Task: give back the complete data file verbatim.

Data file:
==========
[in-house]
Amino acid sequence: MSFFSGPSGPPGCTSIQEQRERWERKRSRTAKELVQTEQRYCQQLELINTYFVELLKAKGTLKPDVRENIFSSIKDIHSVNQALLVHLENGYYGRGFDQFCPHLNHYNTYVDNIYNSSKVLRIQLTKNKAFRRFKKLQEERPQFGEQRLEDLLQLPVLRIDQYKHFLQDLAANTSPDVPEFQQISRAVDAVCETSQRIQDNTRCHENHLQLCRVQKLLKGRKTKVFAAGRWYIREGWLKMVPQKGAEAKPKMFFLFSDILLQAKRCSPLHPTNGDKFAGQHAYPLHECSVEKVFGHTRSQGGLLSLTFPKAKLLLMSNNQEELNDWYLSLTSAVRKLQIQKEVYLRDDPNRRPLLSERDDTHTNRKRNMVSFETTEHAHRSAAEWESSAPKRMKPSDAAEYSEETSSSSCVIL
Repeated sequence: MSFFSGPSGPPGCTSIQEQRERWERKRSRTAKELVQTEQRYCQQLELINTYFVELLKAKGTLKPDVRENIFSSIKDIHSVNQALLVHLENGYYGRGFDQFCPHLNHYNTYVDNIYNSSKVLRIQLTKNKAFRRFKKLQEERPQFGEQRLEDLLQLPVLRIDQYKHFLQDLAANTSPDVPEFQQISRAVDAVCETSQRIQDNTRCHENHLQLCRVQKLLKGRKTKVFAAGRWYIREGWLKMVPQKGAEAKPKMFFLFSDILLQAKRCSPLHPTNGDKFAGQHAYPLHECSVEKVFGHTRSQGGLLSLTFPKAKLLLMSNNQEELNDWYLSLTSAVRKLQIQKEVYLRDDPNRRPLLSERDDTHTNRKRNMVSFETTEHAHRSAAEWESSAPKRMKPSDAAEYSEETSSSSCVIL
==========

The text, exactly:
[in-house]
Amino acid sequence: MSFFSGPSGPPGCTSIQEQRERWERKRSRTAKELVQTEQRYCQQLELINTYFVELLKAKGTLKPDVRENIFSSIKDIHSVNQALLVHLENGYYGRGFDQFCPHLNHYNTYVDNIYNSSKVLRIQLTKNKAFRRFKKLQEERPQFGEQRLEDLLQLPVLRIDQYKHFLQDLAANTSPDVPEFQQISRAVDAVCETSQRIQDNTRCHENHLQLCRVQKLLKGRKTKVFAAGRWYIREGWLKMVPQKGAEAKPKMFFLFSDILLQAKRCSPLHPTNGDKFAGQHAYPLHECSVEKVFGHTRSQGGLLSLTFPKAKLLLMSNNQEELNDWYLSLTSAVRKLQIQKEVYLRDDPNRRPLLSERDDTHTNRKRNMVSFETTEHAHRSAAEWESSAPKRMKPSDAAEYSEETSSSSCVIL
Repeated sequence: MSFFSGPSGPPGCTSIQEQRERWERKRSRTAKELVQTEQRYCQQLELINTYFVELLKAKGTLKPDVRENIFSSIKDIHSVNQALLVHLENGYYGRGFDQFCPHLNHYNTYVDNIYNSSKVLRIQLTKNKAFRRFKKLQEERPQFGEQRLEDLLQLPVLRIDQYKHFLQDLAANTSPDVPEFQQISRAVDAVCETSQRIQDNTRCHENHLQLCRVQKLLKGRKTKVFAAGRWYIREGWLKMVPQKGAEAKPKMFFLFSDILLQAKRCSPLHPTNGDKFAGQHAYPLHECSVEKVFGHTRSQGGLLSLTFPKAKLLLMSNNQEELNDWYLSLTSAVRKLQIQKEVYLRDDPNRRPLLSERDDTHTNRKRNMVSFETTEHAHRSAAEWESSAPKRMKPSDAAEYSEETSSSSCVIL